Americans’ choice in noncash payment has become debit cards


Americans are increasingly opting for electronic payments and debit cards, a study by the Federal Reserve System shows

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Americans have changed how they pay for goods and services in a dramatic way in recent years. They are increasingly opting for electronic payments and debit cards, a study by the Federal Reserve System shows.

“The 2013 Federal Reserve Payments Study” tracks how Americans made noncash payments from 2000-2012. In 2000, debit cards were used for 8.3 billion payments compared to 12.3 billion payments with credit cards. Twelve years later, debit would dominate, with 47 billion payments in 2012, compared to 23.8 billion for credit cards.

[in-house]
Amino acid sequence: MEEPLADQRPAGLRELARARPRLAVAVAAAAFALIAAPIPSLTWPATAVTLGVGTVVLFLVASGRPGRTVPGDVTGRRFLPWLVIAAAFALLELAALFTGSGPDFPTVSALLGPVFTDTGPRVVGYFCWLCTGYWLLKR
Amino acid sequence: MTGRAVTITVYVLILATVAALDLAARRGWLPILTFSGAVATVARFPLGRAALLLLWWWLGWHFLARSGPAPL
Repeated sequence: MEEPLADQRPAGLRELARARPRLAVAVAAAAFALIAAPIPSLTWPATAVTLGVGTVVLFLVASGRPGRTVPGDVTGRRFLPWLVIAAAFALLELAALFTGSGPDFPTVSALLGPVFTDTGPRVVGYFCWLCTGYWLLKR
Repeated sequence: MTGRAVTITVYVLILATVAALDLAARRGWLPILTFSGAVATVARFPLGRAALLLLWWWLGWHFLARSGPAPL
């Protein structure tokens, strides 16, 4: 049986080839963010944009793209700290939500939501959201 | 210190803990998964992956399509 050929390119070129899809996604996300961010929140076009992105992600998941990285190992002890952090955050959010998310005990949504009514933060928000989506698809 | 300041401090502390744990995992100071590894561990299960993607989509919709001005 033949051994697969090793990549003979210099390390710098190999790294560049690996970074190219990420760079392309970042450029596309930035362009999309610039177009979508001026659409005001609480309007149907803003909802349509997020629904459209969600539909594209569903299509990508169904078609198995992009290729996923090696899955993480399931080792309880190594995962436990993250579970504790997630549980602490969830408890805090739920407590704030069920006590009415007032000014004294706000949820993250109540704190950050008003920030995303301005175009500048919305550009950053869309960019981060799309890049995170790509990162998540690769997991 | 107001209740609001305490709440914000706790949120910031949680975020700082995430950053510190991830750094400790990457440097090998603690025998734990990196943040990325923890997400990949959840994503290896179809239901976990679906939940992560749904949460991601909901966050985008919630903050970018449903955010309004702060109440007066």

Meanwhile, the number of checks signed has dropped dramatically, from 41.9 billion in 2000, clearly the leader in noncash payments at the time, to just 18.3 billion in 2012. ACH payments, or electronic payments, made up 6.1 billion payments in 2000, and surpassed checks in 2012 with 21.7 billion payments.

A sample of 1,182 financial institutions participated in the Fed’s study, with a margin of error of less than plus or minus 5 percent. Surveys were collected between January and May 2013 by mail, fax, email and online. Results were released July 24, 2014.


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